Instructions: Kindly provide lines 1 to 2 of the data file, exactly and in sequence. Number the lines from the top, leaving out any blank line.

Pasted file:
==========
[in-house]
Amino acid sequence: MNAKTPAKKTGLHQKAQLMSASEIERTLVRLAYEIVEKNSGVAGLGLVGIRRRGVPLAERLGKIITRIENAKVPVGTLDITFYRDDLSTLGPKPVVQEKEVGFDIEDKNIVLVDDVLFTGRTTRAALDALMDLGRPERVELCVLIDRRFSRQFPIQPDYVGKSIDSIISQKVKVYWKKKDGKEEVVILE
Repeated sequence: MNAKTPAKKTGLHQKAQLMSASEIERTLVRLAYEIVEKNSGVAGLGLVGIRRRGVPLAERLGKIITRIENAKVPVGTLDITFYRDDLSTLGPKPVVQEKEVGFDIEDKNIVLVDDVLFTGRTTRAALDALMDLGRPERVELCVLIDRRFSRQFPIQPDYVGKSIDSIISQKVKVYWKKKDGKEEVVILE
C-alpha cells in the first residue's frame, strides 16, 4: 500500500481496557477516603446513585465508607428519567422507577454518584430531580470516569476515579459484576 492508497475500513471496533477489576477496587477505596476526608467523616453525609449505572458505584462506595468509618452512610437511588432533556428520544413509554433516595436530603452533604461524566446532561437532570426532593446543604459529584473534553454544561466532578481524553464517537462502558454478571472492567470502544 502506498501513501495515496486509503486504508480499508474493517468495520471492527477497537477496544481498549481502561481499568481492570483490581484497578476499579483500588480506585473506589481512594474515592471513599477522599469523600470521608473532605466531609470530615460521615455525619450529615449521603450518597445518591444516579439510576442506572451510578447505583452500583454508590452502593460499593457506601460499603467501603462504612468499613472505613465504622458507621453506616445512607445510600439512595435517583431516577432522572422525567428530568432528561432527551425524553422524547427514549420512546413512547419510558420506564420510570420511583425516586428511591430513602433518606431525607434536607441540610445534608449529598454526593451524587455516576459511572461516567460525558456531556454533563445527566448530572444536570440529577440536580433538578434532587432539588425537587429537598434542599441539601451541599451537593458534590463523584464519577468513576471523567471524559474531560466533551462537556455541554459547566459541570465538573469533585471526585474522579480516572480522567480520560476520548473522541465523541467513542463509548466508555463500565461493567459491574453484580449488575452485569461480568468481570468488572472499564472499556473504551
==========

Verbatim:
[in-house]
Amino acid sequence: MNAKTPAKKTGLHQKAQLMSASEIERTLVRLAYEIVEKNSGVAGLGLVGIRRRGVPLAERLGKIITRIENAKVPVGTLDITFYRDDLSTLGPKPVVQEKEVGFDIEDKNIVLVDDVLFTGRTTRAALDALMDLGRPERVELCVLIDRRFSRQFPIQPDYVGKSIDSIISQKVKVYWKKKDGKEEVVILE